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article imageOp-Ed: Crime and manufactured controversy in Chattanooga

By Alexander Baron     Dec 30, 2013 in Crime
Chattanooga - A round up of the 32 "worst criminals" in Chattanooga has led to cries of righteous indignation from race hustlers, but the facts speak for themselves.
Last month, a Chattanooga newspaper published an article about the "worst of the worst" accompanied by photographs of 32 named individuals.
Let's look at just one of these worst of the worst. In May 2009, it was reported that Valentino Harris had been charged with 12 counts of aggravated assault and 12 of felony reckless endangerment in addition to possessing crack cocaine for resale.
A year and a half later he was given a sentence of 6 years 5 months. In handing down that sentence, the judge warned Harris that if he blotted his copybook again after his release "your life as you know it is about over." He would then be considered a career criminal and face an extremely harsh sentence.
Having served considerably less than his 77 months, Harris ended up on that list of 32 bad men.
You would have thought the good people of Chattanooga would have been glad to see men like Valentino Harris taken off the streets. However bad his upbringing, there is no excuse or mitigation for taking part in drive-by shootings. There is just no pleasing some people though. In case you didn't notice, all 32 of the faces on that list are black. And that can mean only what?
According to one source: “Of the 122 shooting victims in Chattanooga from Jan. 1 through Nov. 21 of this year, 114 were black, six were white and two were Hispanic, according to figures provided by police. Of the 63 known suspects, only one was white.”
That being the case, the photographs issued by the authorities together with that pronouncement that they are targeting the worst of the worst does not sound unreasonable. Except to an organisation called Concerned Citizens for Justice. Judging from its website, it has a both a high black membership and a high female membership. And judging by its Facebook page wherein it is currently celebrating the ludicrous Kwanzaa, "race is a part of this conversation because we know that regardless of what has been told to us, the 'worst of the worst' in this city are NOT 32 black men.'"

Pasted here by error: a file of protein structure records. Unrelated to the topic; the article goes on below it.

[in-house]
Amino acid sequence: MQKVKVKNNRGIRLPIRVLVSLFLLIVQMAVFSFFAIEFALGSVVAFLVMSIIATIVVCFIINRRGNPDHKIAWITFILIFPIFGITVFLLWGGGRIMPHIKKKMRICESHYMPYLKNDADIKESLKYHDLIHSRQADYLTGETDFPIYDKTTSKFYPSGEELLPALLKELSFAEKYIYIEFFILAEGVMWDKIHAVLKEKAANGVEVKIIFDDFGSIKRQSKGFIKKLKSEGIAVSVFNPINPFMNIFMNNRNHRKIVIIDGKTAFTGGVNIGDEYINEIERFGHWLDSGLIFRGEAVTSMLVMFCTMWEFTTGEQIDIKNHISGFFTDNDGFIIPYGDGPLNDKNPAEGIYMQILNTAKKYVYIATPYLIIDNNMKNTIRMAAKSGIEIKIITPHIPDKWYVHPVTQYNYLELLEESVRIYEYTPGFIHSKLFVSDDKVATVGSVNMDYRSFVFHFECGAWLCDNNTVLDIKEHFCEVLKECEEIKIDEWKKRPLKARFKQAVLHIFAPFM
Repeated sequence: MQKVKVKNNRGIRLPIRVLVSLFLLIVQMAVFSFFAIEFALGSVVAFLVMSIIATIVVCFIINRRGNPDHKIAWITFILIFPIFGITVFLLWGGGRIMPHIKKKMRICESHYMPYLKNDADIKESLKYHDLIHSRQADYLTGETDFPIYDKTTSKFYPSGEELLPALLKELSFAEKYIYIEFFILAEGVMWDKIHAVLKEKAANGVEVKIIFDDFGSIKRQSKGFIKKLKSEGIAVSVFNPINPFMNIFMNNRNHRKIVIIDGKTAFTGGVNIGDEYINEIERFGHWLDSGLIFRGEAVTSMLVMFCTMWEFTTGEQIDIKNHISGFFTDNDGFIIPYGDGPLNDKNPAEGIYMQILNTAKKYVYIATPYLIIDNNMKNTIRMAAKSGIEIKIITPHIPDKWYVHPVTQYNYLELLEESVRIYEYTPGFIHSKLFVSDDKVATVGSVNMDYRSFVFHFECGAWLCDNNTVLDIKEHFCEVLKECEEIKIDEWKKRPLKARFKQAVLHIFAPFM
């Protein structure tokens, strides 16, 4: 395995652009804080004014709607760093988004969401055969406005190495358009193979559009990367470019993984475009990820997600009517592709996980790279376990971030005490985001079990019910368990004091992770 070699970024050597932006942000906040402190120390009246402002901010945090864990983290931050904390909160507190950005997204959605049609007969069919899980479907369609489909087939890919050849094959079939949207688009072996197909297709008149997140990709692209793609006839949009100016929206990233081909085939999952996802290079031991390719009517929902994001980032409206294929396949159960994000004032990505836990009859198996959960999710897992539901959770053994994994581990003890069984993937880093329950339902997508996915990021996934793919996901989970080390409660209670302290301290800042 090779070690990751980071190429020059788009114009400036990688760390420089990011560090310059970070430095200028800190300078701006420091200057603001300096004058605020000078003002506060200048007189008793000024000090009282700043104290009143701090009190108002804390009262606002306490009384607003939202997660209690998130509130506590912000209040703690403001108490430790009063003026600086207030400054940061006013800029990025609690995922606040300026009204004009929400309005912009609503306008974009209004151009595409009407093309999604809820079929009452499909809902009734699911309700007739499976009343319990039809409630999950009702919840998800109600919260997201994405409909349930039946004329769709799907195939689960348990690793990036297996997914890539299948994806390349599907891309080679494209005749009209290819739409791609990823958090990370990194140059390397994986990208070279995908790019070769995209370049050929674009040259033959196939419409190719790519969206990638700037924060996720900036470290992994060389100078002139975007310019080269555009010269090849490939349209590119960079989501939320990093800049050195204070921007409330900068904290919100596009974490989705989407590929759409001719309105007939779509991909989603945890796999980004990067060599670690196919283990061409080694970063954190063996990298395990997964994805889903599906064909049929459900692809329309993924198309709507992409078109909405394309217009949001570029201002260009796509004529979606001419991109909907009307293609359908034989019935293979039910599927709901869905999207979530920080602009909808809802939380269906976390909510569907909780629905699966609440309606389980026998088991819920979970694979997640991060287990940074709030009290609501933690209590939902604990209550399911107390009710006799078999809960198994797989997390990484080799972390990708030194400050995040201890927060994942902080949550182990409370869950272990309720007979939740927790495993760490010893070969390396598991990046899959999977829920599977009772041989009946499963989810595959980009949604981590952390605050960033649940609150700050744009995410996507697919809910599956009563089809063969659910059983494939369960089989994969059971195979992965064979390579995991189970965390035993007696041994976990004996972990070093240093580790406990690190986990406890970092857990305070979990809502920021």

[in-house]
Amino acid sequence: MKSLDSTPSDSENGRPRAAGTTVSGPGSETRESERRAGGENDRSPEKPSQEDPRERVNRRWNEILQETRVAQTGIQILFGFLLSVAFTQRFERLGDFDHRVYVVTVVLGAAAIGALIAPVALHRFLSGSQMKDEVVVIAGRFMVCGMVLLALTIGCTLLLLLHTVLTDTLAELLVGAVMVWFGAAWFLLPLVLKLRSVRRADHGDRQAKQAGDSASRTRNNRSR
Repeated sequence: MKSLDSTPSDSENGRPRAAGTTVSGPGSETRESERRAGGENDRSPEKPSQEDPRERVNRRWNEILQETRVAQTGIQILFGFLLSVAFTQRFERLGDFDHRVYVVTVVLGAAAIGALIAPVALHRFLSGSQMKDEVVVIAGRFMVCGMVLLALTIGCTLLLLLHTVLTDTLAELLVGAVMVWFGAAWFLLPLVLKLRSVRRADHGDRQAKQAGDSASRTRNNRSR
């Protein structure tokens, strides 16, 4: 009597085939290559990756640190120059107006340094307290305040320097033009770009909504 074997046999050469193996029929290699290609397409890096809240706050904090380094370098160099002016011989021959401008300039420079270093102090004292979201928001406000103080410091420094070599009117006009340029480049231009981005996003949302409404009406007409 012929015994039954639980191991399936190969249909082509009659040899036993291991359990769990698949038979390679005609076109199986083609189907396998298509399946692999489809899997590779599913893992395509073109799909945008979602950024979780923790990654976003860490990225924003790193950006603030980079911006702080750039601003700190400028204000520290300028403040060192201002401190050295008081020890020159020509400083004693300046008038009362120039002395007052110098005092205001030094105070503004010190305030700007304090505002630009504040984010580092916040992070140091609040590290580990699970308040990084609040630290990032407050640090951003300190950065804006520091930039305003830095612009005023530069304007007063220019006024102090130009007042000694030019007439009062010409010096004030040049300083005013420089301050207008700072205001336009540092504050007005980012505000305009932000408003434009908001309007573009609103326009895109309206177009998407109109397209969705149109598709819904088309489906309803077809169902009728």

Oh yes they are, dude. Or perhaps that should be dude-ess.
Part of the crime problem in Chattanooga appears to be the "no snitch culture", which in Italian is known as omertà. On the off-chance you are not familiar with that word, it may be translated loosely as "fear and silence". And it is derived not from the modern day gangsta in da hood but from old time gangsters of the Prohibition era. According to the these self-styled community activists, the police crackdown on the "worst of the worst" was akin to a "slave roundup". The linked page contains a 30+ minute video report from the Huffington Post relating to the invasion of a clothing store by a violent flash mob. There can no excusing this kind of lawlessness.
One is tempted too to ask if the womenfolk of Chattanooga are not being a little too UNdiscriminating in their advocacy. One man who was not on the list of 32 of the worst of the worst is sexual predator Tyrone McCurdy. That's because in 2009 he was sentenced to 13 years behind bars. Like McCurdy, Rodney Arnez Lomnick is a denizen of Chattanooga; he is currently facing trial for the rape of a former girlfriend.
Think again, ladies. Next time it could be you filing that rape report.
This opinion article was written by an independent writer. The opinions and views expressed herein are those of the author and are not necessarily intended to reflect those of DigitalJournal.com
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